As shown in FIG. 3, the sheet 30 may be coated on its surface 30 a, and may have the coating removed (or masked during the coating process) at desired regions to define the mirror shapes 50 and index markings or locating points or fiducial points 52 (discussed below). As can also be seen in FIG. 3, the masked or removed patterns may provide a tab-out region 51 for one or more of the rear substrates that are to be formed from the sheet 30. Optionally, however, the masked or removed patterns may not provide a tab-out region, and may optionally provide a thin isolating line (rather than the thick shape outline shown in FIG. 3) around or partially around the desired mirror shape and toward an outer edge of the desired mirror shape to isolate a portion or perimeter portion of the conductive material to define a rear mirror shape or substrate of the type described below with respect to FIG. 19. The thin isolating line may be formed by removing the layer of metallic coating or material, while not removing an underlying layer of conductive environmentally stable material (that may be deposited or applied to the surface 30 a before the metallic coating or layer) beneath the metallic coating or coatings, as discussed below.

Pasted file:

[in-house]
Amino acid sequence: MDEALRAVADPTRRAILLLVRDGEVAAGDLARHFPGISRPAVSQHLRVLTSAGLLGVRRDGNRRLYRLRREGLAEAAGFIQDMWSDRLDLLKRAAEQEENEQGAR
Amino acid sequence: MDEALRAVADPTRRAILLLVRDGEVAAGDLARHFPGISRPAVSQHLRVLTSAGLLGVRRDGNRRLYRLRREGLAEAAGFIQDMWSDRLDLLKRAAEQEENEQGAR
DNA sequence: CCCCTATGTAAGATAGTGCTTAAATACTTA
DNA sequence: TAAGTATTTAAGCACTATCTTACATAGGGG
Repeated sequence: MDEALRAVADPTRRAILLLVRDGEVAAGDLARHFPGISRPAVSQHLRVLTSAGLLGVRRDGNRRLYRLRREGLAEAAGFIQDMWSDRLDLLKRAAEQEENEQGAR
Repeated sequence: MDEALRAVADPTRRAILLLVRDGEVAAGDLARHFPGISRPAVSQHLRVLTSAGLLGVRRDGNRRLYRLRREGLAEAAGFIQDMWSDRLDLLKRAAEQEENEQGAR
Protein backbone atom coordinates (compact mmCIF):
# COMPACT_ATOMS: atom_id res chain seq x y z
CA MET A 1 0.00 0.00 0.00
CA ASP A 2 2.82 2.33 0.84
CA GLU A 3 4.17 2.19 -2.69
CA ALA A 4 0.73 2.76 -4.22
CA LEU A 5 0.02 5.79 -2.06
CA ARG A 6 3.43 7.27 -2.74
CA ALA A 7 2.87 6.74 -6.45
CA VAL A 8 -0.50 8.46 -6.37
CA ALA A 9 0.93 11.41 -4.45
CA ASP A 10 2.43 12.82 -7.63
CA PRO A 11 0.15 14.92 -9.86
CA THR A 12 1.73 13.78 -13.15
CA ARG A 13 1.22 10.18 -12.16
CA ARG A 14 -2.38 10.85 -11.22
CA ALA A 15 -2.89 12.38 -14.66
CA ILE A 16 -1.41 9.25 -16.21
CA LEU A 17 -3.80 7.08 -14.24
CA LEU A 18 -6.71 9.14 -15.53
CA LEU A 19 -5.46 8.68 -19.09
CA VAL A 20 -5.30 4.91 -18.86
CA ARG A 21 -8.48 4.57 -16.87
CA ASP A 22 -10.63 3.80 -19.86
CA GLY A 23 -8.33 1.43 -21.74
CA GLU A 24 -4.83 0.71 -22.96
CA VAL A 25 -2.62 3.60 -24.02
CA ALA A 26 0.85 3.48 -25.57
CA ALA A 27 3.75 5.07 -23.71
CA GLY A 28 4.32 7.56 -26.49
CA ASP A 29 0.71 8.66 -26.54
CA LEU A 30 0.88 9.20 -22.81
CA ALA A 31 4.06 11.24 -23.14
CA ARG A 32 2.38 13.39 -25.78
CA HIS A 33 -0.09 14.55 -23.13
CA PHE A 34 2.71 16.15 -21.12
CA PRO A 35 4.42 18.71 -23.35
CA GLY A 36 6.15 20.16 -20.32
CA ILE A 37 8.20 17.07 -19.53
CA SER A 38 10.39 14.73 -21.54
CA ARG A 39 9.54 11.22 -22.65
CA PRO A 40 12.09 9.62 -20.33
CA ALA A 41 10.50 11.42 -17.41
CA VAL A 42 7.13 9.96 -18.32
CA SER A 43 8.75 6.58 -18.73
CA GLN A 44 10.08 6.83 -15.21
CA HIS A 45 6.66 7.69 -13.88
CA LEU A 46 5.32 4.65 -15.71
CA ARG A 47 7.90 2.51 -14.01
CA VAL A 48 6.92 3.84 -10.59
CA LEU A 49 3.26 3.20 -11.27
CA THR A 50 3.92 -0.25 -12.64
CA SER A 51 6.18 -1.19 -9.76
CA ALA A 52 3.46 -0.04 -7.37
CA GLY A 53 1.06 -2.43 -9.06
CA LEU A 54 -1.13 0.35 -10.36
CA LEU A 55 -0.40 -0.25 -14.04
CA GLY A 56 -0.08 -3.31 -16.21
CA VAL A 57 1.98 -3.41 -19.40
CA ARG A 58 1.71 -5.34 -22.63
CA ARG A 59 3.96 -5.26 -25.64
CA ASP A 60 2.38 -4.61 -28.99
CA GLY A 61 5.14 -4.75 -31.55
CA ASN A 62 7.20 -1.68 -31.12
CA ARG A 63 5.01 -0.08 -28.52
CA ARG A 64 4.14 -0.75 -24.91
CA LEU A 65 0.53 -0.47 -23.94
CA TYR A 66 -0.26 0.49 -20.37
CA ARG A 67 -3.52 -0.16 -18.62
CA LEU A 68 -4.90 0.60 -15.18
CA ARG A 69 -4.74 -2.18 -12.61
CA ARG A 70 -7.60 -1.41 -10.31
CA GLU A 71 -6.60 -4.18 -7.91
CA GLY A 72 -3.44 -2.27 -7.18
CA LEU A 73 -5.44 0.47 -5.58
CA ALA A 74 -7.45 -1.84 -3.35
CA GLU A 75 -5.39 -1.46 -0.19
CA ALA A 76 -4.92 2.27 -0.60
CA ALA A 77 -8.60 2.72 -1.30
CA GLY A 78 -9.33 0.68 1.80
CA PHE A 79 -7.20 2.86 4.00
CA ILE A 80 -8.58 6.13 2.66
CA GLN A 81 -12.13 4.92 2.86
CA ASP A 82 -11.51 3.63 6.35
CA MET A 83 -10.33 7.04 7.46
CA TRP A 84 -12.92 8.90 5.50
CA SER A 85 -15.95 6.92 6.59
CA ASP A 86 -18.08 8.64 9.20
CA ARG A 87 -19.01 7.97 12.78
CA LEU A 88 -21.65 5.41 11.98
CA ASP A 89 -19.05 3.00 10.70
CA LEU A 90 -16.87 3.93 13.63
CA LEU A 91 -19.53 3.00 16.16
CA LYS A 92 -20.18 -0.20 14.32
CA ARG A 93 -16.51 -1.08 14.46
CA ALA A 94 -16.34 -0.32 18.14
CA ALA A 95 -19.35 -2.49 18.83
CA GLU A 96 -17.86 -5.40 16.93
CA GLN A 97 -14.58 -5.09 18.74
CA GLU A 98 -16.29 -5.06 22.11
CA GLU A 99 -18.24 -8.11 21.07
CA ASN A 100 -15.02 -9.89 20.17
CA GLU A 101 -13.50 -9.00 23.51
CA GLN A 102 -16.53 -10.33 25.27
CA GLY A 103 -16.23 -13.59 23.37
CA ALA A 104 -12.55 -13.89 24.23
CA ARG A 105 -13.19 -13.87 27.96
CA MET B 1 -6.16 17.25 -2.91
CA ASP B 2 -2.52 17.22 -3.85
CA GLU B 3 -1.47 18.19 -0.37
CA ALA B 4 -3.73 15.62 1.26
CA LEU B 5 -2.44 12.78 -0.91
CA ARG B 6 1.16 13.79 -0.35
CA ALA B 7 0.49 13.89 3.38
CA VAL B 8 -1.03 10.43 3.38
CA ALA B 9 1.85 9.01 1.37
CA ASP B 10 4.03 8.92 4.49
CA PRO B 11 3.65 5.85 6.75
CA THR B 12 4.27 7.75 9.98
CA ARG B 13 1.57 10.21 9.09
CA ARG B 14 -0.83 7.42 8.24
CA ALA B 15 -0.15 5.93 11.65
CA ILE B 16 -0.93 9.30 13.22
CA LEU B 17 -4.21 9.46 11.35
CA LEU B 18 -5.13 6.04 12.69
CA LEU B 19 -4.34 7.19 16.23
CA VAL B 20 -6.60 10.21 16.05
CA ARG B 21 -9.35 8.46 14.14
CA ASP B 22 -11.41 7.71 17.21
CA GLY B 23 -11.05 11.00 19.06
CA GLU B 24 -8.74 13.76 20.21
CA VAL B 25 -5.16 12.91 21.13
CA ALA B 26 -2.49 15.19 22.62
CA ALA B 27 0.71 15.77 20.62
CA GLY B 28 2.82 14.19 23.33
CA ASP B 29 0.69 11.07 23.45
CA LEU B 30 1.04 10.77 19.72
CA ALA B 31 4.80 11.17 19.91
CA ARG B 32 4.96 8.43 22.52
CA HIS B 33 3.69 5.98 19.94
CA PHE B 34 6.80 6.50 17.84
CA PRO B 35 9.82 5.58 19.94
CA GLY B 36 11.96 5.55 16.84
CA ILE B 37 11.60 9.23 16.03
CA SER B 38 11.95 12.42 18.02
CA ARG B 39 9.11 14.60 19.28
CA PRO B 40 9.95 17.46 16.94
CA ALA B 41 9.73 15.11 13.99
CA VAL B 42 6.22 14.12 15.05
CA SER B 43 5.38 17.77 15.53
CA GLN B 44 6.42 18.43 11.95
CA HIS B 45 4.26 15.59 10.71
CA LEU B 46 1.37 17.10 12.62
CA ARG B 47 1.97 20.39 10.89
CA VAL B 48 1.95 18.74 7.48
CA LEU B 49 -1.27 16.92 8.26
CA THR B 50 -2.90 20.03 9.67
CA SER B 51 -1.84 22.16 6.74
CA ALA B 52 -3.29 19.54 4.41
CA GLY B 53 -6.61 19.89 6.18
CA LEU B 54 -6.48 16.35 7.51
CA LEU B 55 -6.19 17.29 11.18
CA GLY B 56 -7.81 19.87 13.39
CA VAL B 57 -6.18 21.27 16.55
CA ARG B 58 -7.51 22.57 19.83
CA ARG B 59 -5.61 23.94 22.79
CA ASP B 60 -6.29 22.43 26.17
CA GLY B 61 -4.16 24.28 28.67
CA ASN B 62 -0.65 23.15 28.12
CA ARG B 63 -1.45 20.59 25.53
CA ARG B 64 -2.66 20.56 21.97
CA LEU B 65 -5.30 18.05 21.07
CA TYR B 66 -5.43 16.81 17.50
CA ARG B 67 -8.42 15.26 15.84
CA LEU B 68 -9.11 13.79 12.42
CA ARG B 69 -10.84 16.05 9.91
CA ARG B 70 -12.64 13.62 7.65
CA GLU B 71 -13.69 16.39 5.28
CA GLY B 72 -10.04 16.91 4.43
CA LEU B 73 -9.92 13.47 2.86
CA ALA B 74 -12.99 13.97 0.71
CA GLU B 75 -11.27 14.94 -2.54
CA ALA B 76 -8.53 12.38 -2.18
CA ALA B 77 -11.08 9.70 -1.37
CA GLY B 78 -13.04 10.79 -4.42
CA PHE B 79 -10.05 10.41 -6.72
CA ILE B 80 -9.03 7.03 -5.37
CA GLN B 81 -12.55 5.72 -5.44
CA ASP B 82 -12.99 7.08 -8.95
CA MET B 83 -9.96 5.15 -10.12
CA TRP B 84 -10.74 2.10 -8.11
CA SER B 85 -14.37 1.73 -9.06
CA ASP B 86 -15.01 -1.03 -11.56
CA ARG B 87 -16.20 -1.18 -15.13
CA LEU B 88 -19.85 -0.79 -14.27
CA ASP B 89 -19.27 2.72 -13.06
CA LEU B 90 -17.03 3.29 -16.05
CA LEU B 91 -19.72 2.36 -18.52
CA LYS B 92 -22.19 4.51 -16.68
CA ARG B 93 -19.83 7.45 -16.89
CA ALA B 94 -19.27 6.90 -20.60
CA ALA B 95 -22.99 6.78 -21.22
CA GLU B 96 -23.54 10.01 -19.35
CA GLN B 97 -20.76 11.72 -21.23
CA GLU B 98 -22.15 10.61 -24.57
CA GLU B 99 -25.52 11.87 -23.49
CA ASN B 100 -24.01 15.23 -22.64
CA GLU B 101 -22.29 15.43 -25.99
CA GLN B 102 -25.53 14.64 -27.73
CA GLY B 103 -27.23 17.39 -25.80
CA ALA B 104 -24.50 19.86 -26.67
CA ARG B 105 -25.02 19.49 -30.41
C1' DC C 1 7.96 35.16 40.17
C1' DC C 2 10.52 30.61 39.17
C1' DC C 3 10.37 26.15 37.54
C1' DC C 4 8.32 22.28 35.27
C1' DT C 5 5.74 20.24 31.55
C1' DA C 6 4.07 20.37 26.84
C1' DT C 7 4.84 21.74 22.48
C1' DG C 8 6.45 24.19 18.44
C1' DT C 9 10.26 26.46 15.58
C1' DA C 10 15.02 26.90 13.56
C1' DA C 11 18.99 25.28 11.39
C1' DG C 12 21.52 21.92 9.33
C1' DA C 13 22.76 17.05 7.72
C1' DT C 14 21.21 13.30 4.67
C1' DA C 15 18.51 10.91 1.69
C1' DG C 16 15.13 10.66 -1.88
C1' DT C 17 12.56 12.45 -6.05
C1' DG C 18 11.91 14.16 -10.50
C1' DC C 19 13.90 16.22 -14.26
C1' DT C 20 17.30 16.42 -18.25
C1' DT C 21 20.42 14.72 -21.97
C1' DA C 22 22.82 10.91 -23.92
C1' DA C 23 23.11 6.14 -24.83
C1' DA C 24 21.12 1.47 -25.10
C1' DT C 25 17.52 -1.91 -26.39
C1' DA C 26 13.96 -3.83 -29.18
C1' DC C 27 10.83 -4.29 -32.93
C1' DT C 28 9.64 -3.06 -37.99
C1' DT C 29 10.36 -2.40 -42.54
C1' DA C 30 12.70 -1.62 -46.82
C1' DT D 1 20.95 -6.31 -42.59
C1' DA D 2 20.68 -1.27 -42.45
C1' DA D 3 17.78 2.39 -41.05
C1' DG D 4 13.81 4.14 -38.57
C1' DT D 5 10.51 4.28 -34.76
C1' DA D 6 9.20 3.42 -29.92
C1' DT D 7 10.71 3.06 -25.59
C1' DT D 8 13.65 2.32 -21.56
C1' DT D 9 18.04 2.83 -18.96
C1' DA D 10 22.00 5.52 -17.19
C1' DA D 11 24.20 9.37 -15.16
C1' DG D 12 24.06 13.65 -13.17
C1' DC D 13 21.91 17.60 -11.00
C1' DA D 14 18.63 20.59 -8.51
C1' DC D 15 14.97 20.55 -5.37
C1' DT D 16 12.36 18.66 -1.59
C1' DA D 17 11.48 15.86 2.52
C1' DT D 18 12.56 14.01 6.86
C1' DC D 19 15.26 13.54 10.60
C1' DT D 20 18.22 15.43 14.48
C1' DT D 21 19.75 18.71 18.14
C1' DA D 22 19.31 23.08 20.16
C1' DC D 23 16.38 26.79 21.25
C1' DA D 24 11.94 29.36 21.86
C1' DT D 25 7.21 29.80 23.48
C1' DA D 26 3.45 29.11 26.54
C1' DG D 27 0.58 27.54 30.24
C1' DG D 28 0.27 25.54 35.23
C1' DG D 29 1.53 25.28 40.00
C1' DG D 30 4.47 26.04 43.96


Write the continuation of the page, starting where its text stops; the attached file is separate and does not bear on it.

After the coating and laser etching (if applicable) processes, the glass sheet 30 is then conveyed or moved to a dispensing process or dispenser 54, where an uncured adhesive material 56, such as an epoxy seal material, may be dispensed onto the pristine coated surface 30 a. The sheet may be positioned at an appropriate location in response to a computer aided camera or vision or imaging system detecting the register marks and the conveyor or automated or computer controlled robot or robotic arm or the like positioning the sheet to align the register marks with a predetermined location. The fixturing and dispensing machine may find the register marks and may dispense the uncured seal material 56 in the desired location and shape based on the marks. The uncured seal material (and spacer beads or the like, such as glass beads or the like, as is known in the mirror art) thus may be dispensed onto the sheet to define the desired mirror shapes, as shown in FIG. 4. The seal material 56, when cured, forms the cavity boundary for a plurality of cells or mirror shapes.